As designers, we get a lot of elusive adjectives from clients, as they tell us what they want their sites, or apps, or software to be: “The site needs to be ‘cool,’” “It should be ‘exciting,’” “I want it to ‘pop.’” When we ask them to clarify, the answer we get back sounds a lot like “I can’t tell you what it is, but I’ll know it when I see it.”
“Fun” is a particularly difficult concept to define. And we’re starting to hear it a lot more from clients as we design for different contexts of use.
The good news? We all have an idea of what “fun” is. The bad news? The nuances in these ideas—among designers, clients, and most importantly, users—can mean the difference between a successful project and an unsuccessful one.
Join us on Thursday September 22nd when Deb Gelman will present tips and techniques for designing “fun” as well as other emotive terms. She’ll share processes, anecdotes and examples to help us make sure what we design matches the expectations of both clients and users.
Date: Thursday, Sept 22, 2011
Time: 6:30 PM – 8:30 PM (Social time & Announcements from 6:30-7)
Jon M. Huntsman Hall (Wharton)
3730 Walnut Street
Philadelphia, PA 19104
There will be light snacks and drinks provided.
About our Speaker
Deb Gelman has been involved with kids and media since 1993. After earning bachelors’ degrees in visual media and psychology from American University in Washington, DC, Deb worked in children’s television, creating educational programming for elementary-school kids. She moved into interactive media in the late 90s, studying information design and technology at Georgia Tech. Her masters’ thesis, and subsequent work, focused on using virtual worlds to teach kids about environmental science.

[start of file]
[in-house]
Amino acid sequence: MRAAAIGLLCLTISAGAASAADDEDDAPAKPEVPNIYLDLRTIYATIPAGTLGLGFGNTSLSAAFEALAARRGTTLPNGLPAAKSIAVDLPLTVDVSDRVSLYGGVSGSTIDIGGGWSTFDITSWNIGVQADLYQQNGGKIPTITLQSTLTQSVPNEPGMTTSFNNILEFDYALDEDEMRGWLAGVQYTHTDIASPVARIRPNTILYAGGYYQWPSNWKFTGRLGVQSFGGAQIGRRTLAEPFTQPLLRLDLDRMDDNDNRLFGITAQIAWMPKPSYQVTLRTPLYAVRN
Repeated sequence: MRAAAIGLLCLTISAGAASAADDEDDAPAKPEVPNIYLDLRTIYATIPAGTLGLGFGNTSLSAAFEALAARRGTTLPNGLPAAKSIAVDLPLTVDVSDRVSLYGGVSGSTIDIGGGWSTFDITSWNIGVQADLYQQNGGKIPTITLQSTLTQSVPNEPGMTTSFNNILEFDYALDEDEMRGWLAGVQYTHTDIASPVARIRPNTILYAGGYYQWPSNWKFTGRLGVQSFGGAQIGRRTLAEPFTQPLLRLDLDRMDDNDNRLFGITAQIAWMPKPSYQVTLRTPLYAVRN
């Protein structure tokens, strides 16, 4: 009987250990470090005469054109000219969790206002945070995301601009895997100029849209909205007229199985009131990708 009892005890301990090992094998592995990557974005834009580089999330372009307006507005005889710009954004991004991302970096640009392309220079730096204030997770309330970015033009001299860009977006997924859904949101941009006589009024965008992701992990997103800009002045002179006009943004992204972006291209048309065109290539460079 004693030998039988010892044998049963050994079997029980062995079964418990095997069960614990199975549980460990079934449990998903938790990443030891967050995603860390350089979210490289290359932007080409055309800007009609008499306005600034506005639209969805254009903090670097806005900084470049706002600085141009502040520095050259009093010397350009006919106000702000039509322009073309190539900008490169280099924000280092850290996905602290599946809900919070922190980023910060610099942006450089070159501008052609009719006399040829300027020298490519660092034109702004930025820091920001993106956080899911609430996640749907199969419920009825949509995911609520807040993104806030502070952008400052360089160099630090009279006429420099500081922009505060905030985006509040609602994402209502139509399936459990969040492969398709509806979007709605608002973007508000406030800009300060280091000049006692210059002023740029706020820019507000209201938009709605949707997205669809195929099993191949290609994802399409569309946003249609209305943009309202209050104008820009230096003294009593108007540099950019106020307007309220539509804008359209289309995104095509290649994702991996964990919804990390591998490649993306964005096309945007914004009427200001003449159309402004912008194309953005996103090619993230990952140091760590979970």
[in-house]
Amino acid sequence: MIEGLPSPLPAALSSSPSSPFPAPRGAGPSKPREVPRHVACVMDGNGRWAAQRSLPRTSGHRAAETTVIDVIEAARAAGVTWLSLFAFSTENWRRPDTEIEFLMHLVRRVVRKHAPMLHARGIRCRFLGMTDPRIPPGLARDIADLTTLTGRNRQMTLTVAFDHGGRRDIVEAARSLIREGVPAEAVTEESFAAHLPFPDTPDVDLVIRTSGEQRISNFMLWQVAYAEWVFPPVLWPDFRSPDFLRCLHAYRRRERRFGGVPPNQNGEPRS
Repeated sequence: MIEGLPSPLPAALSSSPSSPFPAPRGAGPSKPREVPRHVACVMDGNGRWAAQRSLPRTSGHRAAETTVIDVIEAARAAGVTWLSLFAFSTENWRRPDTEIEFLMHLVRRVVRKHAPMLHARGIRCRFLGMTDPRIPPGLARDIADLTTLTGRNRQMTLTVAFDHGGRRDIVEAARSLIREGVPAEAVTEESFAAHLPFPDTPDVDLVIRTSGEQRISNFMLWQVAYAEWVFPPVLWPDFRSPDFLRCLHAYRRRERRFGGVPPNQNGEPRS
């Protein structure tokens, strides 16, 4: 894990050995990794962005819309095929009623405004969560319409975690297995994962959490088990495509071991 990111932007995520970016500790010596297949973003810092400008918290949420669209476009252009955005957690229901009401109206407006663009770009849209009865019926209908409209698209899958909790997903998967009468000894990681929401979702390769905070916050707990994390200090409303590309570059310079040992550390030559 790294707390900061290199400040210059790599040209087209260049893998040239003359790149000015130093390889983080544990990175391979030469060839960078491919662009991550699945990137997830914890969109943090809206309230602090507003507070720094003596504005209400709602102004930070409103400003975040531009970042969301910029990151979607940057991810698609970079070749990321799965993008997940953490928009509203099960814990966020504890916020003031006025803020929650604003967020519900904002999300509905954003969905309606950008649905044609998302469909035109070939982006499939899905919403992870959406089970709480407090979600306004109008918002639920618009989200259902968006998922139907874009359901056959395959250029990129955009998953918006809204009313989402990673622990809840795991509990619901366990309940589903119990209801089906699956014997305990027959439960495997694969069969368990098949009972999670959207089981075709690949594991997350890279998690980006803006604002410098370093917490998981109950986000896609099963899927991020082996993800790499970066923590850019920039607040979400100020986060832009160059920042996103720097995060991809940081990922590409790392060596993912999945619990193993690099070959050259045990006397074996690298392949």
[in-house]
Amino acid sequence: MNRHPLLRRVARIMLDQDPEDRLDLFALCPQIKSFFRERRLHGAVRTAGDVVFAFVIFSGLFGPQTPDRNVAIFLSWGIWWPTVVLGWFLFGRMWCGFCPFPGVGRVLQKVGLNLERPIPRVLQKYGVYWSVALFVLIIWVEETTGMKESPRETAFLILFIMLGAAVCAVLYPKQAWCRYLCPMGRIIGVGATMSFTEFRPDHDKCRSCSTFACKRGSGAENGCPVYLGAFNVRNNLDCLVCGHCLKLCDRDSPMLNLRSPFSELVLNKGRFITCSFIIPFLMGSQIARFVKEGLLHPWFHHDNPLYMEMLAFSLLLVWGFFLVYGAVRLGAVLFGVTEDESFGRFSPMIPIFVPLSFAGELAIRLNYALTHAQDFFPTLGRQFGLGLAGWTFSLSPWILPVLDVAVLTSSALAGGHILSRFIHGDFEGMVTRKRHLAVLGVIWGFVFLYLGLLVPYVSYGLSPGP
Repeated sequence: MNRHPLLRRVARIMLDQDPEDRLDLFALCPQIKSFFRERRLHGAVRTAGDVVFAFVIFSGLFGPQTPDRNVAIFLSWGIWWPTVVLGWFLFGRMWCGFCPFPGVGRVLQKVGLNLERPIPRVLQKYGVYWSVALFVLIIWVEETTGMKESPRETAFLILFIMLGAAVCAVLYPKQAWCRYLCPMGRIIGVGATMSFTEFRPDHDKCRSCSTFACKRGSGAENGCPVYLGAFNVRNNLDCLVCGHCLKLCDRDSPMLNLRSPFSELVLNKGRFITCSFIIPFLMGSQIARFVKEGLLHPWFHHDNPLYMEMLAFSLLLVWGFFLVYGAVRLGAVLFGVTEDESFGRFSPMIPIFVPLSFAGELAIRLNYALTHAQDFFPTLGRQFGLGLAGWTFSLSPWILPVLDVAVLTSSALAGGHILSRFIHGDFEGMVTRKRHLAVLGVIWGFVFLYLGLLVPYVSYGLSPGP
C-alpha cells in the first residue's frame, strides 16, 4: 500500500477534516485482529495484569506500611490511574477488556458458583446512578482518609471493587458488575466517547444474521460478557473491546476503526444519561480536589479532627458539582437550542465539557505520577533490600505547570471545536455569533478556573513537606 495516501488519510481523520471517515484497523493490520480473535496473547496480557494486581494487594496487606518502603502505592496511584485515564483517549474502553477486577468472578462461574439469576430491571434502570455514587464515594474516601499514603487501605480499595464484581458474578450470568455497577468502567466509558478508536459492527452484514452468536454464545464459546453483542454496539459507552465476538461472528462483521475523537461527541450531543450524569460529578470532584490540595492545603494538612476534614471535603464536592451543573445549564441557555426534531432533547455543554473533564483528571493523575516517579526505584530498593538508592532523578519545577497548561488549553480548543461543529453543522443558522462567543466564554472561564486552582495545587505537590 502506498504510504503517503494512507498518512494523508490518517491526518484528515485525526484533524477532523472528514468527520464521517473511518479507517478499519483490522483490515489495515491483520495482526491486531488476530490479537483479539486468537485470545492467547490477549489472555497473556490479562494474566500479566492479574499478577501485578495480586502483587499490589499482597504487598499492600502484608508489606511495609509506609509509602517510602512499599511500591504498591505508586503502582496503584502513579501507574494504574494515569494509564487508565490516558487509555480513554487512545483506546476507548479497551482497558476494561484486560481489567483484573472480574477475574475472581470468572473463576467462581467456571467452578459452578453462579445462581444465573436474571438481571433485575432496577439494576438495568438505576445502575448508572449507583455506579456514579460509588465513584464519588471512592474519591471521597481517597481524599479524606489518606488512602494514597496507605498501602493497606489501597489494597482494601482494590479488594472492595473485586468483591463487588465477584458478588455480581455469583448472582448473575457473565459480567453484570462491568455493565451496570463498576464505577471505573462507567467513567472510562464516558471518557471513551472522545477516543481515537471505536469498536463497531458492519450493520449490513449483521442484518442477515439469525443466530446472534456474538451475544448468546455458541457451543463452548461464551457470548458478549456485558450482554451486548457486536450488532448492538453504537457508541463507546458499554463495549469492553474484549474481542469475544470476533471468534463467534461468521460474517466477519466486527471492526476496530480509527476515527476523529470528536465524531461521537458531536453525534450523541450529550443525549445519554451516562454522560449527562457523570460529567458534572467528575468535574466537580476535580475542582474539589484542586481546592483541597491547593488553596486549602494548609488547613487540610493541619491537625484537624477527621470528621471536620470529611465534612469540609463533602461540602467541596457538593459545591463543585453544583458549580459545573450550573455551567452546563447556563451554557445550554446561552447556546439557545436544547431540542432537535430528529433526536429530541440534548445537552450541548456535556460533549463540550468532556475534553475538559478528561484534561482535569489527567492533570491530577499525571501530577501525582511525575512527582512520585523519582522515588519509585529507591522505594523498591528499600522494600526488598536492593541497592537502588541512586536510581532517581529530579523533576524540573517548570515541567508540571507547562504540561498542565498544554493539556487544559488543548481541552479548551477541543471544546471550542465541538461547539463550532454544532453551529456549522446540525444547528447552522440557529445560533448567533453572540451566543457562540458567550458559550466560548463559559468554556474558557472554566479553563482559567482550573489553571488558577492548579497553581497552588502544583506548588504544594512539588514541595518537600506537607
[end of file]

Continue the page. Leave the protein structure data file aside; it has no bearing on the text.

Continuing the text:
Since that time, Deb has been designing kids’ websites and software for companies including Crayola, PBS Sprout, Scholastic, The Campbell’s Soup Company, ING Direct and Comcast. Deb currently works as UX Studio Manager at Comcast Interactive Media in Philadelphia, PA. She is the author of Design for Kids: A Framework for Digital Experiences to be published by Rosenfeld Media in 2012.
About our Sponsor
The Wharton School of the University of Pennsylvania — founded in 1881 as the first collegiate business school — is recognized globally for intellectual leadership and ongoing innovation across every major discipline of business education. The most comprehensive source of business knowledge in the world, Wharton bridges research and practice through its broad engagement with the global business community. The School has more than 4,800 undergraduate, MBA, executive MBA, and doctoral students; more than 9,000 annual participants in executive education programs; and an alumni network of 86,000 graduates.
As an strategic asset of the Wharton School, Wharton Computing provides the technology resources and environment to promote the creation and dissemination of knowledge.